What is Right in Writing? Common Mistakes You Need to Avoid
“Stop trying to be a grammar Nazi!”
This is what people would tell us whenever we see posts on social media full of grammatical mistakes. We’re not suffering from pedantry syndrome; we just find it disturbing to see an error and not do anything about it. We find it disturbing. Seriously.
For any writer, it’s a great embarrassment to have errors on your blog. Wrong use of words could have your credibility as a writer going down the drain. After all, writing is a craft that requires great mastery of language and style.
Here are a few grammar mistakes you should watch out when writing your blogs:
- Is it “Result in” or “Result to”?
This is a common confusion among many writers. Many would replace the preposition “in” with “to”. This confusion stems from the popular use of “resort to”, which has a complete different meaning.
Here is an example of the correct usage:
“Negligence of basic grammar rules can result in bad writing.”
- You’re/Your the One
Contractions have taken root in both spoken and written English. While contractions are not necessary in writing, they make sentences easier to read. Nonetheless, using them incorrectly can be the downfall of a writer.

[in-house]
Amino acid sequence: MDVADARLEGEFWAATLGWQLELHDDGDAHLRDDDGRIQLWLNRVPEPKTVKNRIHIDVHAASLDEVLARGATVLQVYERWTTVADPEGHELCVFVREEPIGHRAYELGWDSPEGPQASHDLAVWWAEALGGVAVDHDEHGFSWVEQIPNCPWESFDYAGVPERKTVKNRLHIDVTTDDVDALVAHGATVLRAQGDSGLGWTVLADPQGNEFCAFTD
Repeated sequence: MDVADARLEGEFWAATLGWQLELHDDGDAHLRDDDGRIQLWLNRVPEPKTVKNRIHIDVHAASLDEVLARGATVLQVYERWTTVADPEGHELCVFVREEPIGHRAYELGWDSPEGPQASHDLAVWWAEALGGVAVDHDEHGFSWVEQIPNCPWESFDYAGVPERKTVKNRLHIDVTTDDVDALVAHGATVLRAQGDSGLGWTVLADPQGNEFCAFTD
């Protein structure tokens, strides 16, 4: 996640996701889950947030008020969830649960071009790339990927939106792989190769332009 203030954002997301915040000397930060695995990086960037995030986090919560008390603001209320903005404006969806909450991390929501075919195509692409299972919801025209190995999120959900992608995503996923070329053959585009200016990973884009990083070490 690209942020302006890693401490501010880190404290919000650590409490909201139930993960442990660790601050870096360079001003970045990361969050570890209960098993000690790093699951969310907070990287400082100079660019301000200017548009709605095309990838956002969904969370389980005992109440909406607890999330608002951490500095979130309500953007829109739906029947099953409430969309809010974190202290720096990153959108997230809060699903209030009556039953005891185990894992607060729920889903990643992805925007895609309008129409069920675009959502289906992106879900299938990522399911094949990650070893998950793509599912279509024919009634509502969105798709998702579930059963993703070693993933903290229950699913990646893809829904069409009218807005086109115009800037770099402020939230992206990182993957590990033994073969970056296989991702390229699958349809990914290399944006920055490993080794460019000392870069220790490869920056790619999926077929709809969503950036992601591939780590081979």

A common mistake that people make when it comes to contractions is the use of “you’re/your”, “it’s/its”, and “they’re/their/there”.
Here’s a quick explanation that will enlighten your use of contractions and eliminate the confusion:
- “You’re” is the contraction of “you are”, while “your” is the possessive form of “you”.
- “It’s” is the contraction of “it is” or “it has”, while “its” is a possessive form of a pronoun.
- “They’re” is the contraction of “they are”, while “their” is a possessive pronoun. “There” can refer to a place or an existence of a thing.
- Which is Greater “Then/Than” This?
Many writers switch the function of these two words. “Then” is an element of time, while “than” conveys a comparison between two things.
Here are examples to illustrate their proper usage:
“Life was simpler back then.”
“Batman is better than Superman.”
Mistakes are a part of learning, but there’s no excuse in repeating them. If you want to be a successful writer, you have to watch what you write—unless you want to be a target of grammar pedants.